As for determining the proper placement for your boat cleat, be sure to place it at regular intervals along the port (left) and starboard (right) of the boat. The minimum requirement for boat cleats is to have 3 per side of the boat so each boat line has an assigned location. For most boats, we recommend using at least 7 cleats for the best docking and mooring experience: 1 bow cleat, 4 midship cleats (2 port, 2 starboard), and 2 stern cleats. All in all, the more cleats you install on your boat, the better you will be in the long-run (just don’t go crazy and install 12 cleats on both sides of your boat).


Need to Know How to Tie Off Your Boat to a Dock Cleat?

One of the most important things you will learn when owning a boat is how to securely tie your boat’s lines to dock cleats (or bollards). The last thing you want to happen is your boat coming loose from your dock and drifting off. The cleat hitch knot is recognized as the best way to tie a boat to a dock. Before you tie your boat to the dock, however, you need to know how to tie the hitch know so it is secure. This specific knot ties and unties quickly, so you can easily impress everyone when you take hand of the rope. Tying the hitch knot is simple when you follow our easy steps, which you can find on our other article here: How to Tie a Boat to a Dock Cleat Properly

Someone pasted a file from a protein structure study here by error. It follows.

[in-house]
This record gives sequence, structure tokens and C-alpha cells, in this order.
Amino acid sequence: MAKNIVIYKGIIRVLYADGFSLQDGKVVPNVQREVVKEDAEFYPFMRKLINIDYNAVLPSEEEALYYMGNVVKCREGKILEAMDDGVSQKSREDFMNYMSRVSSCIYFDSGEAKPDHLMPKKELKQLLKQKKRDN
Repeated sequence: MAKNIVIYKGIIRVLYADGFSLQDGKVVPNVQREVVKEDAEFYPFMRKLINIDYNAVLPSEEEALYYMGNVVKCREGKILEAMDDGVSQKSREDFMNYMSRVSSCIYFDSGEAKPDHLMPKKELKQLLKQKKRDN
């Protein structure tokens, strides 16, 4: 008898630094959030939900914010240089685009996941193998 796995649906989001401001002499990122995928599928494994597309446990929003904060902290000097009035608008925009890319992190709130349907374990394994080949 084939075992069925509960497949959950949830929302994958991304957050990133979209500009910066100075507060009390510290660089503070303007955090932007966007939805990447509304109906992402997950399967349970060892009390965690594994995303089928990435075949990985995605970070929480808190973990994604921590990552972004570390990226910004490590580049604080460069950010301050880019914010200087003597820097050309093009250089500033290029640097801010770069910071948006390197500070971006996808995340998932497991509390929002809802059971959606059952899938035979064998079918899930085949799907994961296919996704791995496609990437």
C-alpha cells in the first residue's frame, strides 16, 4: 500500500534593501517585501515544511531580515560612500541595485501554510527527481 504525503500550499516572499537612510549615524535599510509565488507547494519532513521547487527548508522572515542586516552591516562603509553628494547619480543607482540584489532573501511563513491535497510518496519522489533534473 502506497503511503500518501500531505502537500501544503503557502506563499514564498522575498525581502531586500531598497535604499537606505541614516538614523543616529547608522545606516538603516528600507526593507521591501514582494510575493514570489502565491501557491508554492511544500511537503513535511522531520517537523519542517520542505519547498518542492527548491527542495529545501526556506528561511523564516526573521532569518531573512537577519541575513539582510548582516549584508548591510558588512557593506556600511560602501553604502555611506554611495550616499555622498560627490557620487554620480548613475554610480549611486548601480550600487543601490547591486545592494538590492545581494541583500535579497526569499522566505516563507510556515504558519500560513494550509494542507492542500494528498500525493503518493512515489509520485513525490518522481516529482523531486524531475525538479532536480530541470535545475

Corrosion-Resistant, Marine-Grade 316 Stainless Steel Boat Cleats for Sale

Image of a stainless steel retractable boat cleat for sale online at Sardine Marine

Sardine Marine has been acknowledged for being an expert and a trusted source for boat cleats. As a leading supplier of boat parts and supplies, Sardine Marine only stocks marine-grade, corrosion-resistant, 316 stainless steel boat cleats that will secure your boat properly without getting in the way of a fun day out on the ocean, lake, or river!

For more information, please visit us at or click the button below to shop stainless steel boat cleats in our online store.